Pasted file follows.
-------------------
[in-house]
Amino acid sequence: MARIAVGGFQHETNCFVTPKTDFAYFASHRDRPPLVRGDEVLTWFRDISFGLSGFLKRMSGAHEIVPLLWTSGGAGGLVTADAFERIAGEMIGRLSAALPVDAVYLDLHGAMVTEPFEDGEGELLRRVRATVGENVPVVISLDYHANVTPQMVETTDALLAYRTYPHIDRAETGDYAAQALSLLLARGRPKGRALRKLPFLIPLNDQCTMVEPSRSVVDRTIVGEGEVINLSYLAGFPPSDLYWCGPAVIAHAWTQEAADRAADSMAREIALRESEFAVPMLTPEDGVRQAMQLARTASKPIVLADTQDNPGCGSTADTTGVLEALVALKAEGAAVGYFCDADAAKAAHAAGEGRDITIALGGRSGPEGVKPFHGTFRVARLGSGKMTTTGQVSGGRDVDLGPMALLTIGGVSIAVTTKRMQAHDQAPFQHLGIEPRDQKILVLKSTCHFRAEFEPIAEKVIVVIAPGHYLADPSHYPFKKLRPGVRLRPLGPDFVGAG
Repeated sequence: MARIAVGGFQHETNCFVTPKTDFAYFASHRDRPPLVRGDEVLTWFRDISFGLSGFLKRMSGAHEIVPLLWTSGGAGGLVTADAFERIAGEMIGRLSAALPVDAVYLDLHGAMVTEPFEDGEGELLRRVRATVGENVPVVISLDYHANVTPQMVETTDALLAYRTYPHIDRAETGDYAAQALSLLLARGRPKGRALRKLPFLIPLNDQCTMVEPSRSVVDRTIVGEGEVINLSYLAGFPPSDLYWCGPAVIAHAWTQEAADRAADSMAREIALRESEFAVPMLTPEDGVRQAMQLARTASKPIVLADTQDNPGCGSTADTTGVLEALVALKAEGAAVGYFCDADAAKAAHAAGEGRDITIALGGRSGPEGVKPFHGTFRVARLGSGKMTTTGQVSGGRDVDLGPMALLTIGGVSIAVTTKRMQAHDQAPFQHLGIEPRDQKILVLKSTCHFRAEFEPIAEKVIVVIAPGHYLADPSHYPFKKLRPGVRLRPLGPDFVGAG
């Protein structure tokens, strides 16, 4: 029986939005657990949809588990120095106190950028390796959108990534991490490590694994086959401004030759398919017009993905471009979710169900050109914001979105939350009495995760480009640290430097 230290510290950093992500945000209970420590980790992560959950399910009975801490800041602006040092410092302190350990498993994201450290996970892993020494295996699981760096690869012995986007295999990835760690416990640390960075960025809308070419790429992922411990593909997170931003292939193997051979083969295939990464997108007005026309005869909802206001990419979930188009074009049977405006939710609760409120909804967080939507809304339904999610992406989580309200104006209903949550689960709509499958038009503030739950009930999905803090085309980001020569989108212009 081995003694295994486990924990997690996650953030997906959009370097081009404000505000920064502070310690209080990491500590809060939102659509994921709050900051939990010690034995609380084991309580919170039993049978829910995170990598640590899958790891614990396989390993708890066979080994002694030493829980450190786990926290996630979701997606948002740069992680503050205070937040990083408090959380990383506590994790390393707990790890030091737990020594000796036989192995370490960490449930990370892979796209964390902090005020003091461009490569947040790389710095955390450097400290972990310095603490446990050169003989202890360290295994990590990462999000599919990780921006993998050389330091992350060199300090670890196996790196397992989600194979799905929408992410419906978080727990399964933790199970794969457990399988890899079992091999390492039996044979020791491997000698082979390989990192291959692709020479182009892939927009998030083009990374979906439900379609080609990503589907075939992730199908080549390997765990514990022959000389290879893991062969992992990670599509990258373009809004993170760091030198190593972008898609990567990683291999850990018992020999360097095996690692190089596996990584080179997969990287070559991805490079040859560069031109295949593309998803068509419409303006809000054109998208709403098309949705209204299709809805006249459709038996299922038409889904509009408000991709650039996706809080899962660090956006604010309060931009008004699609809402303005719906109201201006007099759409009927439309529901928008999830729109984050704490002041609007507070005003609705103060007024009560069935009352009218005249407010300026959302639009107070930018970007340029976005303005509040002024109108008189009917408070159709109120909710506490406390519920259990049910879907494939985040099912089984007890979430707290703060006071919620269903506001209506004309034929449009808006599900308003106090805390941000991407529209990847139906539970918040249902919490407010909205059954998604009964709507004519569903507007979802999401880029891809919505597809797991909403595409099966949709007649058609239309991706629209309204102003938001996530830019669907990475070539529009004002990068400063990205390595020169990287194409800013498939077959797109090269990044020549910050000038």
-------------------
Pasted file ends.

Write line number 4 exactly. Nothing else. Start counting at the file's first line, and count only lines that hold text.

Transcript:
């Protein structure tokens, strides 16, 4: 029986939005657990949809588990120095106190950028390796959108990534991490490590694994086959401004030759398919017009993905471009979710169900050109914001979105939350009495995760480009640290430097 230290510290950093992500945000209970420590980790992560959950399910009975801490800041602006040092410092302190350990498993994201450290996970892993020494295996699981760096690869012995986007295999990835760690416990640390960075960025809308070419790429992922411990593909997170931003292939193997051979083969295939990464997108007005026309005869909802206001990419979930188009074009049977405006939710609760409120909804967080939507809304339904999610992406989580309200104006209903949550689960709509499958038009503030739950009930999905803090085309980001020569989108212009 081995003694295994486990924990997690996650953030997906959009370097081009404000505000920064502070310690209080990491500590809060939102659509994921709050900051939990010690034995609380084991309580919170039993049978829910995170990598640590899958790891614990396989390993708890066979080994002694030493829980450190786990926290996630979701997606948002740069992680503050205070937040990083408090959380990383506590994790390393707990790890030091737990020594000796036989192995370490960490449930990370892979796209964390902090005020003091461009490569947040790389710095955390450097400290972990310095603490446990050169003989202890360290295994990590990462999000599919990780921006993998050389330091992350060199300090670890196996790196397992989600194979799905929408992410419906978080727990399964933790199970794969457990399988890899079992091999390492039996044979020791491997000698082979390989990192291959692709020479182009892939927009998030083009990374979906439900379609080609990503589907075939992730199908080549390997765990514990022959000389290879893991062969992992990670599509990258373009809004993170760091030198190593972008898609990567990683291999850990018992020999360097095996690692190089596996990584080179997969990287070559991805490079040859560069031109295949593309998803068509419409303006809000054109998208709403098309949705209204299709809805006249459709038996299922038409889904509009408000991709650039996706809080899962660090956006604010309060931009008004699609809402303005719906109201201006007099759409009927439309529901928008999830729109984050704490002041609007507070005003609705103060007024009560069935009352009218005249407010300026959302639009107070930018970007340029976005303005509040002024109108008189009917408070159709109120909710506490406390519920259990049910879907494939985040099912089984007890979430707290703060006071919620269903506001209506004309034929449009808006599900308003106090805390941000991407529209990847139906539970918040249902919490407010909205059954998604009964709507004519569903507007979802999401880029891809919505597809797991909403595409099966949709007649058609239309991706629209309204102003938001996530830019669907990475070539529009004002990068400063990205390595020169990287194409800013498939077959797109090269990044020549910050000038």